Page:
Don’t put your SRT kits on just yet, as a short drop down then reaches another 3m squeeze along a narrow rift, slightly easier than the first and again easy to pass tacklesacks along.

At the end of this second narrow section a 3m climb down (in-situ handline currently present but would be easily free climbed if the rope was absent) enters a spacious chamber, Keel Hall, with plenty of space to regroup and put SRT kits back on (although they are not actually required just yet so you may choose to keep it off for the following easy crawls).

The way on from here is at floor level under a jammed boulder and into the ongoing passage. This passage is an easy sideways crawl in the stream, which turns sharp left after 15m. A short but easy flat out section then eases to a muddy crawl for 20m, which soon enlarges into a proper passage.

Downstream in this proper passage is an excellent flowstone which you must duck under (care please, the vulnerable prongs of this have yet to be broken off and the flowstone is fine and white, please keep it that way). Beyond here are some excellent straws in the roof, some over 1m long.

An awkward 1m drop down under a block quickly leads to a traverse as the floor cuts down on the approach to the big pitch. A very nice large flowstone sits above the start of the traverse line (if you reach this flowstone at head height you are slightly too high and you will need to take a slightly exposed climb down a metre or so to locate the anchors for the start of the traverse).

An easy traverse reaches the muddy head of Man O’ War pitch. This is rigged from a large Y-hang. Careful positioning of the Y-hang is necessary to avoid rope rub further down the pitch, the first part of which is not a perfectly straight descent. About 15m down the pitch, swing across the shaft to a Y-hang rebelay (careful, the left-hand anchor is a little tight to the wall and a Karabiner is hard to get in and out; a maillion is recommended). The final descent is a magnificent drop of about 20m, landing in a spacious passage. In extremely wet conditions there may be a little spray near the bottom but nothing of too much concern.

Around the corner is another short pitch (Pool Pitch, 4m). It is then necessary to climb up a few metres into the ongoing passage, where the final pitch is approached.

Just before the final pitch, the passage abruptly narrows to a rift as the water cuts down in the floor, and it is necessary to take a slippery upward traverse to the top of a ridge of rock. Here, two anchors on the right commence the traverse line down the equally slippery downward slope to the pitch head.

Again, care with the positioning of the Y-hang at this pitch head is needed to avoid rope rub on the rock buttresses just below the take-off point. The pitch descends via a few ledges (no rebelay required) into a splendid chamber of large blocks (Fastnet).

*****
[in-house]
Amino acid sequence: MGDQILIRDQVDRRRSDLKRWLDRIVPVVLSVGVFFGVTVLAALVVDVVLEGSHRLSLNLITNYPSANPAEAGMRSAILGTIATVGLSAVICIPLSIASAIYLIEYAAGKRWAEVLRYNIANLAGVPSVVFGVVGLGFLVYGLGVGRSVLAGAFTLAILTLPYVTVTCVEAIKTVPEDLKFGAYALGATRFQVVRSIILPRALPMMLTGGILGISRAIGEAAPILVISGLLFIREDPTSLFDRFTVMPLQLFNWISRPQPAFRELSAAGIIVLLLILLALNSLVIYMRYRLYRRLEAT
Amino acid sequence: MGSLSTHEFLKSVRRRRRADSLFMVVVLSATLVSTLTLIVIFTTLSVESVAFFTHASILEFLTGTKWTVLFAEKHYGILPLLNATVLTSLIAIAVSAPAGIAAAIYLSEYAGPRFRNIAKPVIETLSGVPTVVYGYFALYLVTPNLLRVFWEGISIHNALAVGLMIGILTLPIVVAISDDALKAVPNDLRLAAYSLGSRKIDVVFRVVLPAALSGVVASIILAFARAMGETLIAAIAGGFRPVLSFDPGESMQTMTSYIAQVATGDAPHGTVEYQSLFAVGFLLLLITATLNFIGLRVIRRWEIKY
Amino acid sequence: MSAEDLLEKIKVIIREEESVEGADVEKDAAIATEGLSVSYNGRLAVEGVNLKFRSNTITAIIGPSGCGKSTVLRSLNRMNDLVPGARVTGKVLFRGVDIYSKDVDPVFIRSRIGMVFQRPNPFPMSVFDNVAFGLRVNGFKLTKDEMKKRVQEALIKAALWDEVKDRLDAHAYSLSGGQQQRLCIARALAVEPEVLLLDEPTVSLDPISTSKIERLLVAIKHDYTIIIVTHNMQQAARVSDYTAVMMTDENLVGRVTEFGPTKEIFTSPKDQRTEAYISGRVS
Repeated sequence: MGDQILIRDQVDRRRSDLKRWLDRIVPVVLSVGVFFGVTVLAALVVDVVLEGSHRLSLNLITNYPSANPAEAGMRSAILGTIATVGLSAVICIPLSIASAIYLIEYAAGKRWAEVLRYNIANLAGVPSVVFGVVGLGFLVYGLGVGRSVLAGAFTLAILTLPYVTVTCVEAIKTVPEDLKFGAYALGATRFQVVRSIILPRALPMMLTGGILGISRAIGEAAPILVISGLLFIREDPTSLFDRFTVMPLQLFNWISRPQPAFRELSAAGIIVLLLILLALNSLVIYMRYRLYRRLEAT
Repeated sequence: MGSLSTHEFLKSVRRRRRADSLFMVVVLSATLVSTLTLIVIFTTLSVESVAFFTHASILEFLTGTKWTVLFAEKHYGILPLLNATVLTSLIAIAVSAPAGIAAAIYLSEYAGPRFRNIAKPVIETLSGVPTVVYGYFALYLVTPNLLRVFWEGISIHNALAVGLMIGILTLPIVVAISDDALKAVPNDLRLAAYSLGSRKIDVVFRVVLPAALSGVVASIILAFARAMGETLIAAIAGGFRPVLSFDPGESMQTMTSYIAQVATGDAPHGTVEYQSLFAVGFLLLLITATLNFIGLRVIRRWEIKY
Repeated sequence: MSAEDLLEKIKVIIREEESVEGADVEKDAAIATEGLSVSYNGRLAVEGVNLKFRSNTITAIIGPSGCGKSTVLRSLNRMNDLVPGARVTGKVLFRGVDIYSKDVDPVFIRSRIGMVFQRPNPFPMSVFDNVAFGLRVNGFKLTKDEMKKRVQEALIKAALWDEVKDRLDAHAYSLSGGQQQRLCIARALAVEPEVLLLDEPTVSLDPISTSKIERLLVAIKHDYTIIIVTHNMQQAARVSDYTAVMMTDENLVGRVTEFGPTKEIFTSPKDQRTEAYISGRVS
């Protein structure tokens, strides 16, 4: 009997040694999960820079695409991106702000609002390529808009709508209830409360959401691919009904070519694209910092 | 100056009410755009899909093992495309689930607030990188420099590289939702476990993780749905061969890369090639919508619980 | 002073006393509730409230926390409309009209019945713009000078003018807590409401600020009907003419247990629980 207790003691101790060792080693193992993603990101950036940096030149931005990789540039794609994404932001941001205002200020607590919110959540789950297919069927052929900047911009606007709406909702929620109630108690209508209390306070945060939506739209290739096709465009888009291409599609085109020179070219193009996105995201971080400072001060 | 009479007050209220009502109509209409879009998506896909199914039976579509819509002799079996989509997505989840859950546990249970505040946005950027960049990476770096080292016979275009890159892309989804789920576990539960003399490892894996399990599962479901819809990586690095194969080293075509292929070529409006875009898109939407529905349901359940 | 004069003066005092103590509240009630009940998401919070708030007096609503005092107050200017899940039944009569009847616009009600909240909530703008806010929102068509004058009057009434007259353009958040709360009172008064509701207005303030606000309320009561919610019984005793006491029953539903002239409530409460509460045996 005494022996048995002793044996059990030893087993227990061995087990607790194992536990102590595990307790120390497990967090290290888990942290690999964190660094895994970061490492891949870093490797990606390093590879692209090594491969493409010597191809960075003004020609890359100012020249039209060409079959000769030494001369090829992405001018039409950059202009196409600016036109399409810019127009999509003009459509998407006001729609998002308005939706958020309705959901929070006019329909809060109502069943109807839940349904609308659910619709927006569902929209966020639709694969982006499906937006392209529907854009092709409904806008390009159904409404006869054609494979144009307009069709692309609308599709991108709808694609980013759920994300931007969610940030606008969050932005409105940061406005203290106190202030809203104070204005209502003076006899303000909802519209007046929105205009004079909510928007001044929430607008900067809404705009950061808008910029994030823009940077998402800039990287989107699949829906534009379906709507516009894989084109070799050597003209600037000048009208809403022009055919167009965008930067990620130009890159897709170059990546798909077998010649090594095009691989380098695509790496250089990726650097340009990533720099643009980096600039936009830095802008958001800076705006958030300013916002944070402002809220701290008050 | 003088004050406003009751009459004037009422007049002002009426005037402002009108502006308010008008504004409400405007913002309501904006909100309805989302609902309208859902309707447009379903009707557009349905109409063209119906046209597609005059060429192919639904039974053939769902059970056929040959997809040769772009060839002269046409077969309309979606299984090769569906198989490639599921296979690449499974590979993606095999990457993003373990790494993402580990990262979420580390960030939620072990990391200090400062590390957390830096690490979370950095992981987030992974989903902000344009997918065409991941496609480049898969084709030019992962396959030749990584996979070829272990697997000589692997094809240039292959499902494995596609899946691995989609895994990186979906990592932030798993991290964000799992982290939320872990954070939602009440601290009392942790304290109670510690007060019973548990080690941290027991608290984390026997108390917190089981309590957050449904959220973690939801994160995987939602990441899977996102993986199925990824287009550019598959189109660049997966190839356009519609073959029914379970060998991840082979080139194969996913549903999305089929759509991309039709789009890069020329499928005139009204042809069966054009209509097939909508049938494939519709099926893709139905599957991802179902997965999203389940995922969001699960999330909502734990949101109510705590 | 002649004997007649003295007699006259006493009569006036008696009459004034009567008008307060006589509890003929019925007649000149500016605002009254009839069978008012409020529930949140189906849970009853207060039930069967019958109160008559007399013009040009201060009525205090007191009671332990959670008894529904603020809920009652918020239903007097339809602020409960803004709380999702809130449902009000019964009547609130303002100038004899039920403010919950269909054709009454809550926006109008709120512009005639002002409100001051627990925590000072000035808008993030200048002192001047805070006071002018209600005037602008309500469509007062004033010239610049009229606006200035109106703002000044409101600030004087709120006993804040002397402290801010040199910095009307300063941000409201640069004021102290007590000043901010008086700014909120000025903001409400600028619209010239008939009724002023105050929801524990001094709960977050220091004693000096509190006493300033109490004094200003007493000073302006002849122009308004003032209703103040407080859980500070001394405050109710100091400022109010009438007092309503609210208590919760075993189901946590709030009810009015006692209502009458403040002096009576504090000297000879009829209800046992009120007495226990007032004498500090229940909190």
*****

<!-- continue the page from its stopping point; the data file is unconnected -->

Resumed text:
A scramble down loose rock leads down towards the stream, and an easy scramble/climb drops eventually into a sizable chamber/aven with lots of mud. A stooping height passage (with scum on the roof to indicate that this part of the cave is not passable in very wet conditions) reaches the sump after only 25m; which is well worth getting to for the sake of completeness.

Rope lengths (updated from previous YCC trip report in lieu of new anchors):

10m for first pitch into Octopus Hall (ladder currently in place, we didn’t need this rope)
28m for second pitch
50m for Man O’War pitch (third)
10m for Pool Pitch (fourth)
35m for fifth pitch

Karabiners: 17 minimum (recommend 19) plus one maillion for the left anchor at Y-hang rebelay on Man O’ War pitch (anchor is too tight into the wall to easily get a karabiner into)

Large sling perhaps useful for climb down into Keel Hall in case in-situ rope is absent.

16th October 2017

Matt Ewles

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Saturday May 16th 2015


David W, Gary, Laura, Matt E

Gary wrote...

FOUL has been on my list of caves for some time after YUCPC members did it a couple of years ago.

Following my newly found dislike for caves in "the black book" (Not for the Faint Hearted), I was keen to be sure that it wasn't going to be 5 hours of tight thrutchy awfulness so I started looking through some reports online... maybe this cave wasn't such a good idea after all!

The reality however was that I was pleasantly surprised.

After seeking permission from Neils Ing Farm we headed off up the valley to park by Dale Head as it's quite a bit closer than walking from the farm - and not up hill all the way either. A quick change in the brisk wind of the fell and we had soon completed the nice 1km or so walk along the track leading back down dale.

The path takes a very obvious bend to the left then right again over a dry valley and FOUL pot is located about 100m over the wall. There is no good place to cross the wall in the dry valley so we headed back along the path a bit where the wall crosses some large boulders and it is possible to step over without causing any damage.